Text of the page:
Persepolis, Marjane Satrapi – A Literary Review

Its 1980. Marjane (Marji) is ten years old. She lives in constant turmoil and fear with her parents. Iran is not a place of peace. She is forced to wear the veil. Boys and girls are separated. It is a time of sadness, of backward progression. In the events that follow, a little girl’s insights in life are poisoned with the venom of religious extremists, forcing their religious regime onto the whole population. It is not a time for laughter, for happiness, for hope. Yet little Marji Satrapi finds exactly those things.

Marji was convinced she was the prophet. As a child, she always had an idea of what she wanted for society – of her aims to make life better for everyone. She confided in her grandma the sort of things she wanted to happen in order to make lives better. She always wanted to make a change. So when her parents attended political protests, she would become angry. It was only fair that she went along too, right? That she would protest for something she believed in? But if only life was that simple.

Marji tried to make herself understand all the pain and misfortune that people have suffered, that her family have suffered. She stood in a bath of cold water for hours in hope she can understand the torture her grandfather was put through. In her illustrations, Marji draws out some simple scenes of what happened to these men in prison. And yet, given how simple these drawings are, they are so graphic in their concept. It is said that a picture tells a thousand words – these pictures tell millions.

I really like the way the book is structured, the panels of comics drawn out by a young Marji. It offers a unique, innocent view on the Iranian life in the 80s. It makes you realise how much the rest of the world overlooked these blasphemy acts in eastern world. That is until a group of American’s are held captive by the Iranians, and the USA are forced to see the true horror that is happening.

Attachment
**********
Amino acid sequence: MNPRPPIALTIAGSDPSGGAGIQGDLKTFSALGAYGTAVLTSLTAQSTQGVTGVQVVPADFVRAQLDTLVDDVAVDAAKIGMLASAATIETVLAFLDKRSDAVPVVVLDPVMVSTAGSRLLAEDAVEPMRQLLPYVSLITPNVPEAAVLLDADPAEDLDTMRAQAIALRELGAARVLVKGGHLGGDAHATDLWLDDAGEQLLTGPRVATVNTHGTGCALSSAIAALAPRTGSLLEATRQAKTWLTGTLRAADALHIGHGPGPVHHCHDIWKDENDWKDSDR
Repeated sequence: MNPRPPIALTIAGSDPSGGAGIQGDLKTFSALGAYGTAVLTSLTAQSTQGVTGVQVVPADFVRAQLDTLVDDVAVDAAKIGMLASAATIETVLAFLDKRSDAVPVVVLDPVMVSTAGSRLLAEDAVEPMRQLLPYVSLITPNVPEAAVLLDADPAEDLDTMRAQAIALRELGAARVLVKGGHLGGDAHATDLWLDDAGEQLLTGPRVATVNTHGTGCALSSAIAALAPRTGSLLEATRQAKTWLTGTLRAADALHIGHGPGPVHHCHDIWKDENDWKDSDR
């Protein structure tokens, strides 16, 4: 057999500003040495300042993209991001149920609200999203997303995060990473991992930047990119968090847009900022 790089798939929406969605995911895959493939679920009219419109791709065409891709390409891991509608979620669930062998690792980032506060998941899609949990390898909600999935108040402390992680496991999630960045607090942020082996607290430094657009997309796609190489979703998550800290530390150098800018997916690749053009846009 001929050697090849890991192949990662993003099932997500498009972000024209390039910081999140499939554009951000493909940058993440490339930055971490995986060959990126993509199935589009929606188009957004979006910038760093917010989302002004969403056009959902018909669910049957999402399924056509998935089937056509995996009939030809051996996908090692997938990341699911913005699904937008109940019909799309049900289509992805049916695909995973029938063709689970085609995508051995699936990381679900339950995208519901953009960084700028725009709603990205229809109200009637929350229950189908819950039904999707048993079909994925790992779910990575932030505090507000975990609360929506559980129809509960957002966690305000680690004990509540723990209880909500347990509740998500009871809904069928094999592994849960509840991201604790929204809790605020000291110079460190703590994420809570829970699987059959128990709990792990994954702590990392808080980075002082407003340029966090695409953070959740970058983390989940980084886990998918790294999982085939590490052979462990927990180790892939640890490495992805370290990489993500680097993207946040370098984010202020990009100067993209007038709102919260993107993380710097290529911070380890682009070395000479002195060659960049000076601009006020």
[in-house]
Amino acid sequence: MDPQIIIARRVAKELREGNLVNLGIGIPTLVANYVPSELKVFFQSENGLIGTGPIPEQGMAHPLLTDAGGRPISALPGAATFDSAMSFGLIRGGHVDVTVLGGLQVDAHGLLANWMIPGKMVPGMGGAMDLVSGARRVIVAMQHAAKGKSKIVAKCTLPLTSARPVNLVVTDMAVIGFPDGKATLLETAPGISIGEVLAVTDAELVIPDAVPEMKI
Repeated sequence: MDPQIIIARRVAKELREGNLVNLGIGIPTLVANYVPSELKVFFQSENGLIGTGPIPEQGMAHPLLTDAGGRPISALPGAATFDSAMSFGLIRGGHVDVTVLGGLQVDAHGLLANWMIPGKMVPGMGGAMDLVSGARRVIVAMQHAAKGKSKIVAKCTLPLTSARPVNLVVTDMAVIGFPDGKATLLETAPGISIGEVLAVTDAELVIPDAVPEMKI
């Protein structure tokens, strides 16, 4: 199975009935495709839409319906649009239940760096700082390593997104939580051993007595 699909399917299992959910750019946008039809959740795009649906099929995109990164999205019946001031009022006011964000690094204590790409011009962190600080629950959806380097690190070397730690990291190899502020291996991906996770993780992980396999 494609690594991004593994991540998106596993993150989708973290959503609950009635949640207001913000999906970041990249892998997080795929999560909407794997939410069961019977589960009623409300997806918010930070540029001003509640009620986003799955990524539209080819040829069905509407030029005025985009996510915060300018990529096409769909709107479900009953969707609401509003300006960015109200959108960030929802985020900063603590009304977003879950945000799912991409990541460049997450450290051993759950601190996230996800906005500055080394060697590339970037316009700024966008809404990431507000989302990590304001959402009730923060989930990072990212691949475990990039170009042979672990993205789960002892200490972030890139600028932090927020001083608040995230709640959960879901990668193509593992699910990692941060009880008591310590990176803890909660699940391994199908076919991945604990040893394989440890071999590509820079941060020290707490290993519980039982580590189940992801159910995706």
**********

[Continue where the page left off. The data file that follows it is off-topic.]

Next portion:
I think this book is a great way for people of ALL ages can see how Iran was back in this time. Instead of it being paragraph after paragraph, it is picture after picture and each one tells its own little story. You get physical snippets of Marji’s life. It is sad. It is warming. It is mind-blowing.

Marji found herself leaving Iran when she was expelled from school for her rebellious attitude towards the regime. Her parents thought it best to send her away. Send her to Vienna, where she will perhaps live in peace under French education. Maybe they were wrong, maybe they were right. Marji did her best to try and understand the situation – to try and understand why the adults were doing these things. She remembers one quote so vividly, so intensely, it leaves a ringing even in the readers mind. ‘To die a martyr is to inject blood into the veins of society.’



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